The number of children who drew a female when asked to draw a scientist has increased over the past five decades, according to an analysis of children's drawings in 78 studies over 50 years. Researchers also found that younger children were more likely to draw a female scientist.
Current students and graduates from a cosmetology career and technical education program recently provided a pop-up hair-and-care clinic at a New York elementary school. The makeshift salon was provided over three days with the young students receiving haircuts and tips about hair care and hygiene.
Alan Goodwin, principal of Walt Whitman High School, says his passion is helping students solve their problems and that he has appreciated the support of both teachers and parents. Goodwin, who will retire after 14 years as principal of the Maryland school, says he will miss the challenges of running the school and describes his retirement as "bittersweet."
Students with disabilities are placed in inclusive settings more often at charter schools than at traditional public schools, according to a report by the nonprofit National Center for Special Education in Charter Schools. Data show almost 85% of students in charters were placed in general-education classrooms for most of the day, compared with 68% of students at traditional schools.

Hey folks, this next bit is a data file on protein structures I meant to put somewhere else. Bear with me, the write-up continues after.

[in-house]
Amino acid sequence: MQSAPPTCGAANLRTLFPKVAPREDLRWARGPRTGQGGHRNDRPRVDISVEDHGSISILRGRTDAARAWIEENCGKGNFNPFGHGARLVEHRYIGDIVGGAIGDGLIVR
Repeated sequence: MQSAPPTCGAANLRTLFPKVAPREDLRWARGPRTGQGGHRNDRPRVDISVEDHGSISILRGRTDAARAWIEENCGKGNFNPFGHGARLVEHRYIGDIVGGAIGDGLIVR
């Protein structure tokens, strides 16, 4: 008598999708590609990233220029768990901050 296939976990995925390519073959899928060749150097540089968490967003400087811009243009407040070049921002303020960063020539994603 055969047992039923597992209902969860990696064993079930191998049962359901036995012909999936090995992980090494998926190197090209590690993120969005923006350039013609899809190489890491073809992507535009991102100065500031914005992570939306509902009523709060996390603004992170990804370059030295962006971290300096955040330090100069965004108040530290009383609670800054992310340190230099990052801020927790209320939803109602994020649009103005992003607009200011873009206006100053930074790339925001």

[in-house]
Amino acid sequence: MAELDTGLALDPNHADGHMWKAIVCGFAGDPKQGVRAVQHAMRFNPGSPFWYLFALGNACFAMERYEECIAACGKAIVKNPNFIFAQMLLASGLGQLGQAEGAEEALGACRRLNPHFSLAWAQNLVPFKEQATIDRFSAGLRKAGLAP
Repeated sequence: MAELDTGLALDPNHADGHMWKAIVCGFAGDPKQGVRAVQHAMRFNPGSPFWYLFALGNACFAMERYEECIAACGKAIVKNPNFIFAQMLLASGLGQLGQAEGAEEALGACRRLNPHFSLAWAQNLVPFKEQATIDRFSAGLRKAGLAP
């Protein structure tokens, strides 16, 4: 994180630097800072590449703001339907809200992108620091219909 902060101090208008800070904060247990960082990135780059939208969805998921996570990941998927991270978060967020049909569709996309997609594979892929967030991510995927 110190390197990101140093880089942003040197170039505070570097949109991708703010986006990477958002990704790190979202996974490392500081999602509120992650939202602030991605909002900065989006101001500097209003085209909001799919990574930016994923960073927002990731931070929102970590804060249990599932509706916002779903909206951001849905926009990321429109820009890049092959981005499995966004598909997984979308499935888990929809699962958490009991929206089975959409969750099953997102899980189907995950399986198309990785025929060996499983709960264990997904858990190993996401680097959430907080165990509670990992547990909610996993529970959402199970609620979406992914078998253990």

Colleges and universities are spending time and money implementing programs to boost enrollment and help students graduate. One such program, Accelerated Study in Associate Programs, has helped the City University of New York nearly double the graduation rate among participants, but per-student costs are proving prohibitive for some schools.
Companies are dealing with a tight labor market by increasing efforts to hire older workers, who provide experience, stability and a wealth of knowledge in the workplace. Perks used to recruit older workers include flexible schedules, exercise classes, increased matches for 401(k) plans, and information on Social Security and financial wellness in retirement.
High-school students in Minnesota are honing their manufacturing skills by constructing fishing rods and rattle reels that are sold at local stores. The sales helped the students earn about $500, which will go toward purchasing more materials.
A group of high-school students from Pennsylvania will spend their spring break volunteering with Habitat for Humanity in New Orleans. During the trip, students will spend about two days working to build a home in the city, which continues to recover from damage done by Hurricane Katrina more than a decade ago.
About 1,500 high-school and college students in Tennessee showcased their career and technical skills recently during SkillsUSA Tennessee's State Leadership and Skills Conference. Over 200 students are expected to advance to the national competition.